A few days ago our Ghost Pontiff Dave Bacon wondered how Toom’s noisy but highly fault-tolerant 2-state classical cellular automaton can get away with violating the Gibbs phase rule, according to which a finite-dimensional locally interacting system, at generic points in its phase diagram, can have only only one thermodynamically stable phase. The Gibbs rule is well illustrated by the low-temperature ferromagnetic phases of the classical Ising model in two or more dimensions: both phases are stable at zero magnetic field, but an arbitrarily small field breaks the degeneracy between their free energies, making one phase metastable with respect to nucleation and growth of islands of the other. In the Toom model, by contrast, the two analogous phases are absolutely stable over a finite area of the phase diagram, despite biased noise that would seem to favor one phase over the other. Of course Toom’s rule is not microscopically reversible, so it is not bound by laws of equilibrium thermodynamics.
Nevertheless, as Dave points out, the distribution of histories of any locally interacting d-dimensional system, whether microscopically reversible or not, can be viewed as an equilibrium Gibbs distribution of a d+1 dimensional system, whose local Hamiltonian is chosen so that the d dimensional system’s transition probabilities are given by Boltzmann exponentials of interaction energies between consecutive time slices. So it might seem, looking at it from the d+1 dimensional viewpoint, that the Toom model ought to obey the Gibbs phase rule too.
The resolution of this paradox, described in my 1985 paper with Geoff Grinstein, lies in the fact that the d to d+1 dimensional mapping is not surjective. Rather it is subject to the normalization constraint that for every configuration X(t) at time t, the sum over configurations X(t+1) at time t+1 of transition probabilities P(X(t+1)|X(t)) is exactly 1. This in turn forces the d+1 dimensional free energy to be identically zero, regardless of how the d dimensional system’s transition probabilities are varied. The Toom model is able to evade the Gibbs phase rule because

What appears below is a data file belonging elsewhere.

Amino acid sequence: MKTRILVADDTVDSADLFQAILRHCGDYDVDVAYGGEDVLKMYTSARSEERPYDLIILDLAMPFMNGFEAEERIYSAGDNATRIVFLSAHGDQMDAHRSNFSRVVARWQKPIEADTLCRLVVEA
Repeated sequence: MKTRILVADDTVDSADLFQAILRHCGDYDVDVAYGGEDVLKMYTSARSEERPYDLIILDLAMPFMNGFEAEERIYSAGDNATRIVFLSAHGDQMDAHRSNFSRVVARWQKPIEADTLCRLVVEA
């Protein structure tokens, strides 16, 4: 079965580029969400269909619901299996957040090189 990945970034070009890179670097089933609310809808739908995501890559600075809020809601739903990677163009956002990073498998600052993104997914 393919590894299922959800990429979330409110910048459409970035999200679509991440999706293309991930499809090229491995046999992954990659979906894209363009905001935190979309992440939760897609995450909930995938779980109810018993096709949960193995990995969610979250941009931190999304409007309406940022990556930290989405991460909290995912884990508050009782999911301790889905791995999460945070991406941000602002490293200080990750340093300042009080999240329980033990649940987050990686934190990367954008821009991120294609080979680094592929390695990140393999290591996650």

- being irreversible, its d dimensional free energy is ill-defined, and
- the normalization constraint allows two phases to have exactly equal d+1 dimensional free energy despite noise locally favoring one phase or the other.
Just outside the Toom model’s bistable region is a region of metastability (roughly within the dashed lines in the above phase diagram) which can be given an interesting interpretation in terms of the d+1 dimensional free energy. According to this interpretation, a metastable phase’s free energy is no longer zero, but rather -ln(1-Γ)≈Γ, where Γ is the nucleation rate for transitions leading out of the metastable phase. This reflects the fact that the transition probabilities no longer sum to one, if one excludes transitions causing breakdown of the metastable phase. Such transitions, whether the underlying d-dimensional model is reversible (e.g. Ising) or not (e.g. Toom), involve critical fluctuations forming an island of the favored phase just big enough to avoid being collapsed by surface tension. Such critical fluctuations occur at a rate
where s>0 is the distance in parameter space from the bistable region (or in the Ising example, the bistable line). This expression, from classical homogeneous nucleation theory, makes the d+1 dimensional free energy a smooth but non-analytic function of s, identically zero wherever a phase is stable, but lifting off very smoothly from zero as one enters the region of metastability.
Below, we compare the d and d+1 dimensional free energies of the Ising model with the d+1 dimensional free energy of the Toom model on sections through the bistable line or region of the phase diagram.
We have been speaking so far only of classical models. In the world of quantum phase transitions another kind of d to d+1 dimensional mapping is much more familiar, the quantum Monte Carlo method, nicely described in these lecture notes, whereby a d dimensional zero-temperature quantum system is mapped to a d+1 dimensional finite-temperature classical Monte Carlo problem. Here the extra dimension, representing imaginary time, is used to perform a path integral, and unlike the classical-to-classical mapping considered above, the mapping is bijective, so that features of the d+1 dimensional classical system can be directly identified with corresponding ones of the d dimensional quantum one.